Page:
Migraine involves incapacitating head pain and physical impairment, frequently accompanied by nausea, vomiting, and aura-related sound or other sensory disturbances.1 Migraine is associated with personal and societal burdens of pain, disability, and financial cost, and it remains under-recognized and under-treated with more than 40 percent of people going undiagnosed.2,3 In the U.S., between three and seven million Americans suffer from chronic migraine, with at least 15 headache days per month with at least eight days being migraine.4
About Amgen and Novartis Neuroscience Collaboration
In August 2015, Amgen entered into a global collaboration with Novartis to jointly develop and commercialize pioneering treatments in the field of migraine and Alzheimer's disease (AD). The collaboration focuses on investigational Amgen drugs in the migraine field, including erenumab (currently in Phase 3 studies for episodic migraine and a Phase 2 study for chronic migraine) and AMG 301 (currently in a Phase 1 study for migraine). For the migraine program, Amgen retains commercialization rights in the U.S., Canada and Japan, and Novartis has commercialization rights in Europe and rest of world. Also, the companies are partnering in the development and commercialization of a beta-secretase 1 (BACE) inhibitor program in AD. Novartis' oral therapy CNP520 (currently in a Phase 1/2a study for AD) will be the lead molecule and further compounds from both companies' pre-clinical BACE inhibitor programs may be considered as follow-on molecules.
Amgen is committed to unlocking the potential of biology for patients suffering from serious illnesses by discovering, developing, manufacturing and delivering innovative human therapeutics. This approach begins by using tools like advanced human genetics to unravel the complexities of disease and understand the fundamentals of human biology.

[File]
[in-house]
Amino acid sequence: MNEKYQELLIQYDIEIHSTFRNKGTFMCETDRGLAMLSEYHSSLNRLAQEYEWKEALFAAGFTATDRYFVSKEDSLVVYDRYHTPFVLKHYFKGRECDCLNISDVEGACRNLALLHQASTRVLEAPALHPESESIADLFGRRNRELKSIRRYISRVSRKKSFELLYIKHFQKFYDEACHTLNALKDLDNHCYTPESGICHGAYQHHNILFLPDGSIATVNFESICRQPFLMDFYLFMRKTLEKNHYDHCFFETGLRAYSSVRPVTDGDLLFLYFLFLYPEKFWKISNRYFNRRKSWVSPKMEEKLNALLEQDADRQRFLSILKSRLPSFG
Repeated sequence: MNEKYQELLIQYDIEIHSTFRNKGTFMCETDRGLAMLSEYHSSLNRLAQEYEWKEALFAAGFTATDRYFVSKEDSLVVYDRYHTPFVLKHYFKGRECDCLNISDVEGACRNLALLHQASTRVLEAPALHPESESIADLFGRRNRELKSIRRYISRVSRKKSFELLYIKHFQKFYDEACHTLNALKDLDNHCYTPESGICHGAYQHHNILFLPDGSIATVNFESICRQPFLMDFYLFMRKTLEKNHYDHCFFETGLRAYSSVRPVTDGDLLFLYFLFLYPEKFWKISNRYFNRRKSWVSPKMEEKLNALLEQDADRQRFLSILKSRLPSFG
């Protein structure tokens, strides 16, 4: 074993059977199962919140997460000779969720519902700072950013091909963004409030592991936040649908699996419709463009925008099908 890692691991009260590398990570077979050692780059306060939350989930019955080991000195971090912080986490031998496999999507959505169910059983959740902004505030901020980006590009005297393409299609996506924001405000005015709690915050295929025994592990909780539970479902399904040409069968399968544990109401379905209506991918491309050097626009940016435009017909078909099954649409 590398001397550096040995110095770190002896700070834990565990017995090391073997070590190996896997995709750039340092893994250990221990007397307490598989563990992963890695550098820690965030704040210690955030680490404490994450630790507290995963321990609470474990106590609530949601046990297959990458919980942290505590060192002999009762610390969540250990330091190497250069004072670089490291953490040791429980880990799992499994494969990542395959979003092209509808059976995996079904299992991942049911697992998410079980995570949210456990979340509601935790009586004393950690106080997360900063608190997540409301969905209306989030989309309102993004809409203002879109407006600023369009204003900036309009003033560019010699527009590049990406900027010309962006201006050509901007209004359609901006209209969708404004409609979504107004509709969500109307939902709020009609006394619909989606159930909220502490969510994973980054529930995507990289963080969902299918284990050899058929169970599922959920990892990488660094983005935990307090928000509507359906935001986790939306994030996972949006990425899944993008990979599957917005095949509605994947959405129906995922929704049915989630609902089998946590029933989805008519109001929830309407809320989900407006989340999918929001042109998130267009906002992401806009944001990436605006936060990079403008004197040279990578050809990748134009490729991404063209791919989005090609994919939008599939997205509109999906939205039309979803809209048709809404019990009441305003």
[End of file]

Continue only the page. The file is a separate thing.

Amgen focuses on areas of high unmet medical need and leverages its expertise to strive for solutions that improve health outcomes and dramatically improve people's lives. A biotechnology pioneer since 1980, Amgen has grown to be one of the world's leading independent biotechnology companies, has reached millions of patients around the world and is developing a pipeline of medicines with breakaway potential.
Forward Looking Statements
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1 National Institute for Neurological Disorders and Stroke. Headache: Hope Through Research. http://www.ninds.nih.gov/disorders/headache/detail_headache.htm. Accessed June 6, 2016.
2 World Health Organization. Headache disorders. http://www.who.int/mediacentre/factsheets/fs277/en/. Updated April 2016. Accessed June 6, 2016.
3 Diamond S et al. Patterns of Diagnosis and Acute and Preventive Treatment for Migraine in the United States: Results from the American Migraine Prevalence and Prevention Study. Headache. 2007; 47(3): 355-63.
4 Vimont C. "Chronic Migraine Impacts Entire Family." Practical Pain Management. http://www.practicalpainmanagement.com/patient/conditions/headache/chronic-migraine-impacts-entire-family. Updated November 19, 2015. Accessed June 6, 2016.
Posted: June 2016